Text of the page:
Steam flows from the stacks at the Plum Creek Timber Company’s manufacturing plant in Columbia Falls. Neighbors of the plant complained of health problems they allege resulted from formaldehyde contamintation in the air and nearby ground water caused by the Plum Creek.
After five years fighting claims that it polluted air and drinking water near its Columbia Falls manufacturing plant with formaldehyde, the Plum Creek Timber Co. has recently settled with 28 out of 32 plaintiffs involved in a lawsuit against the company. However, four complainants remain unappeased, and earlier this month Flathead County District Judge Ted Lympus set a September 22 trial date to hear the case.
According to court documents filed by the plaintiffs, several Columbia Falls residents began reporting health problems such as breathing difficulty, blood in their urine, and severe headaches after moving into homes near the plywood plant in the late 1990s. In 2002, one of them, Kathryn Price, had her well checked by the Montana Department of Environmental Quality (DEQ). The results came back showing formaldehyde in her water.
After that, other neighbors had the state agency test their water, and the DEQ found two more wells near the Plum Creek plant contaminated by formaldehyde. Experts later hired by the plaintiffs allegedly found formaldehyde in the drinking water and in the air around other nearby homes.
The Environmental Protection Agency warns that formaldehyde exposure can cause burning sensations in the eyes and throat, create nausea and trigger asthma. It has also been shown to cause cancer in animals and may cause cancer in humans.
Plum Creek denied the presence of formaldehyde in the air and in most of the wells, saying the testing “did not follow acceptable sampling methods and procedures.” The company acknowledged the presence of formaldehyde in the wells of Price and plaintiffs Jon and Angela Lemburg, but denied the properties of other plaintiffs had been affected.
For at least 40 years, Plum Creek has collected untreated wastewater containing formaldehyde in unlined ponds on its Columbia Falls property. But the company claims the type of formaldehyde present in the wells did not match the type they were using. It also argues that even if the formaldehyde came from their plant, it fell within the limits of its ground water pollution control permit from the DEQ.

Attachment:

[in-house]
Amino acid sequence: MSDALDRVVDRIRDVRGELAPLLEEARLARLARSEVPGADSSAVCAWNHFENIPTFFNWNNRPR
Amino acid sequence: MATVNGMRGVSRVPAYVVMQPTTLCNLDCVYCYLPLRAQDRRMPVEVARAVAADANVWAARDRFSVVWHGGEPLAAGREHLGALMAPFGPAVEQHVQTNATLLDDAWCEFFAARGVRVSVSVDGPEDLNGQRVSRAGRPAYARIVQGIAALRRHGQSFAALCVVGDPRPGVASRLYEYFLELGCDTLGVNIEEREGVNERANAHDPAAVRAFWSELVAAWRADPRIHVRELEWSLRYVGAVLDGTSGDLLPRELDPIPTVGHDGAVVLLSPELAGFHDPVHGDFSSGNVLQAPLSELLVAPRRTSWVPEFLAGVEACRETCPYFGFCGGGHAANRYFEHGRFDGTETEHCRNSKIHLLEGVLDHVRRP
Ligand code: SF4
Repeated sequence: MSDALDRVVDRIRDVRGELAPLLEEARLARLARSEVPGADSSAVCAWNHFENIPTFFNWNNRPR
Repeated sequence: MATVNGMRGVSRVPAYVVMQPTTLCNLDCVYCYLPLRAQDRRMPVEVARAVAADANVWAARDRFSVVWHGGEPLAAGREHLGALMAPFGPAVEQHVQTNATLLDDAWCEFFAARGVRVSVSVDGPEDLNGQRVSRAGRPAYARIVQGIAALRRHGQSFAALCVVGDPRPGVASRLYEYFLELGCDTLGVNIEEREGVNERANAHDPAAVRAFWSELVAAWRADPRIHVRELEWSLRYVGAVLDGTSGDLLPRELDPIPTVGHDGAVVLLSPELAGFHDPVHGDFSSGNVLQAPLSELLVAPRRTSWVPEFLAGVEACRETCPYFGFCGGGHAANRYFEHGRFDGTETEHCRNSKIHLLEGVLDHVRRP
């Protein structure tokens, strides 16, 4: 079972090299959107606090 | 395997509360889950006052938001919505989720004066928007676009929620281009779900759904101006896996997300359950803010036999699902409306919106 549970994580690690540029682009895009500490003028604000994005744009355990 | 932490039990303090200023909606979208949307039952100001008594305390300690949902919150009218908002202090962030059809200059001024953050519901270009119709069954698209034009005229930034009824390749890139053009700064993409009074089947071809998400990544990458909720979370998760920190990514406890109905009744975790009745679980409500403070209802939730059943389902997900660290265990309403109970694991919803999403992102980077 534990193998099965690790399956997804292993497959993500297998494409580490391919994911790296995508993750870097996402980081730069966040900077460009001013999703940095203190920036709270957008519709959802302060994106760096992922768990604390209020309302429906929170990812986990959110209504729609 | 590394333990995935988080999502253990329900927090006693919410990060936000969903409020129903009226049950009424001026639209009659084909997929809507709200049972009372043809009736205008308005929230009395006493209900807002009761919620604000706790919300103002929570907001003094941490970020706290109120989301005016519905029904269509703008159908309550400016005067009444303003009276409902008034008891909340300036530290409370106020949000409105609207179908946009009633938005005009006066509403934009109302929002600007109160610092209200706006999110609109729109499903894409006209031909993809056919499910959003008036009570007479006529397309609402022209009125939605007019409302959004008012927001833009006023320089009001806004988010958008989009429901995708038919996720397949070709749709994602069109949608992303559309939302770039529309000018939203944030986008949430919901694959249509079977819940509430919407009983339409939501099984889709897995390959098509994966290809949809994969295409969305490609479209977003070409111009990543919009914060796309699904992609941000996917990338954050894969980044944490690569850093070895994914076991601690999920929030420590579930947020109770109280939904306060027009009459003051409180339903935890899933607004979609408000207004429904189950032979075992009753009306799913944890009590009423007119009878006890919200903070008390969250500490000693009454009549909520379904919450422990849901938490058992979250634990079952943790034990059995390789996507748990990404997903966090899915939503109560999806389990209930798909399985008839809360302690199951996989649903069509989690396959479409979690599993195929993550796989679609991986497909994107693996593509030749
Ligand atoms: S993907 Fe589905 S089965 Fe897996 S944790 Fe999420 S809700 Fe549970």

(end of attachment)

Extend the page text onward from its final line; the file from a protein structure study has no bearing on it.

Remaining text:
“All activities were lawful and authorized by groundwater discharge and air quality permits,” court documents filed by Plum Creek’s lawyers state. “DEQ issued these permits with knowledge of the nature of PC’s operations and use of formaldehyde. Because DEQ authorized PC’s discharge of wastewater and air particulate, any injury caused by such discharge was not foreseeable.”
But even if Plum Creek had DEQ’s blessing, that’s no excuse, lawyers for the plaintiffs say. “The State of Montana has no authority to authorize the invasion of the plaintiffs’ rights to a clean and healthful environment, clean drinking water, and clean air, and the state made no representation to PC that it was granting that right,” they argue.
DEQ never required Plum Creek to monitor for formaldehyde, but according to DEQ environmental specialist Lou Volpe, a new draft of Plum Creek’s wastewater permit that requires formaldehyde monitoring will be presented for public comment this spring.
Bogged down in a legal tug-of-war between expert witnesses wrangling about where the formaldehyde came from and whether it caused the plaintiffs’ illnesses, the case crawled along until this summer, when the Montana Supreme Court issued a ruling in a similar case pitting the Sunburst School District against Texaco, Inc.
The school district, along with others in Sunburst, a small town about 25 miles Northeast of Cutbank, claimed Texaco polluted 19 acres under the town with contaminants from a leaky gasoline pipe at its since-shuttered Sunburst Works Refinery. In that case, the state Supreme Court upheld a $16 million judgment in favor of the school district. Within weeks, Plum Creek and many of the complainants in Columbia Falls reached confidential settlements.
Plum Creek communication director Kathy Budinick says the company nevertheless believes “the case has no merit.” Attorneys for the plaintiffs declined to speak on the record with the Independent. Karl Englund, a Missoula lawyer who filed an amicus brief in the Sunburst case on behalf of the Montana Trial Lawyers Association, says the Supreme Court ruling might have affected the Plum Creek case.
Englund explains that before the high court decided the Sunburst case, it was unclear whether polluters were legally required to reimburse for the value of the property contaminated, or for the cost of the cleanup. The Sunburst ruling set the cost of cleanup as the appropriate measure.
“If you look at a piece of light industrial property near a factory in Columbia Falls, that isn’t particularly valuable property, and so, if you were only talking about damages to those people as to the diminution in [property] value, it’s not going to be very much,” says Englund.
By forcing Texaco to foot the bill for cleanup costs, the Sunburst ruling raised the stakes for Plum Creek, Englund says, and that might have encouraged the company to settle.
“If you’ve got a situation where the plume [of formaldehyde] is there, and it didn’t come from anyplace else…your liability is established,” Englund says. “[If] it came from Plum Creek and ended up on these people’s property, it’s Plum Creek’s responsibility to clean it up and compensate these people adequately. And once you’ve got all that established, you might as well settle the case.”
The four remaining plaintiffs seek unspecified compensatory and punitive damages.